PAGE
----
Data and securityCyber SecurityLondon Council fined after personal information put at risk

London Council fined after personal information put at risk

Islington Council failed to keep up to 89,000 people’s information secure on its parking ticket system website

Islington Council failed to keep up to 89,000 people’s information secure on its parking ticket system website, according to an Information Commissioner’s Office (ICO) investigation which has resulted in a £70,000 fine for the London borough.

Islington Council’s Ticket Viewer system allows people to see a CCTV image or video of their alleged parking offence. It was found to have design faults meaning the personal data of up to 89,000 people was at risk of being accessed by others. That data included a small amount of sensitive personal information such as medical details relating to appeals.

The problem came to light in October 2015 when Islington Council was informed by a member of the public using the system that folders containing personal data could be accessed by manipulating the URL.

It was discovered that there had been unauthorised access to 119 documents on the system 235 times from 36 unique IP addresses, affecting 71 people.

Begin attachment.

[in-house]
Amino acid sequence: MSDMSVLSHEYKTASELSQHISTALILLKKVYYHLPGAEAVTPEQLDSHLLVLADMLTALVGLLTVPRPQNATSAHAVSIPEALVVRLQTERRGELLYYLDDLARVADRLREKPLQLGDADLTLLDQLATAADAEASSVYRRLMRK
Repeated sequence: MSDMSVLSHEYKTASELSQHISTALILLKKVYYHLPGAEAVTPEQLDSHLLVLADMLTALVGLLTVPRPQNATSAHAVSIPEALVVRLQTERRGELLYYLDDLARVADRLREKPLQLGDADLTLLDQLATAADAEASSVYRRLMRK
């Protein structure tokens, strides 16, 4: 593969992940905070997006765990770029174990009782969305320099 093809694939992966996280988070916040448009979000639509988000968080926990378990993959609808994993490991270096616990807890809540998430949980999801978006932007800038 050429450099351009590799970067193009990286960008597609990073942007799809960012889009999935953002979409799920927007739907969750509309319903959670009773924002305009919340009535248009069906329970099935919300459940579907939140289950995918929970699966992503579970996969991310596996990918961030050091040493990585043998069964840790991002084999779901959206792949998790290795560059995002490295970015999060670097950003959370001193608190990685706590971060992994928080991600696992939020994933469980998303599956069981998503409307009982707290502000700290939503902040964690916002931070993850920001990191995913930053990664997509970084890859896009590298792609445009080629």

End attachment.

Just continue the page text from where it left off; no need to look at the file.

Sally Anne Poole, ICO Enforcement Manager, said: “People have a right to expect their personal information is looked after. Islington Council broke the law when it failed to do that.

“Local authorities handle lots of personal information, much of which is sensitive. If that information isn’t kept secure it can have distressing consequences for all those involved. It’s therefore vital that all council staff take data protection seriously.”

The ICO found that the council should have tested the system both prior to going live and regularly after that.

In failing to do so, the London borough failed to take the appropriate technical measures to keep personal information secure. This was a breach of the Data Protection Act.

Data protection laws are set to get tougher and councils have work to do to get ready. Earlier this year the ICO published the results of its local government survey, which showed many authorities were not yet prepared for the new General Data Protection Regulation.

The GDPR, which applies from May 2018, requires a privacy impact assessment is carried out in certain circumstances when using new technologies and the processing is likely to result in a high risk to the rights and freedoms of individuals.

The ICO has website pages dedicated to helping organisations prepare for data protection law reform.

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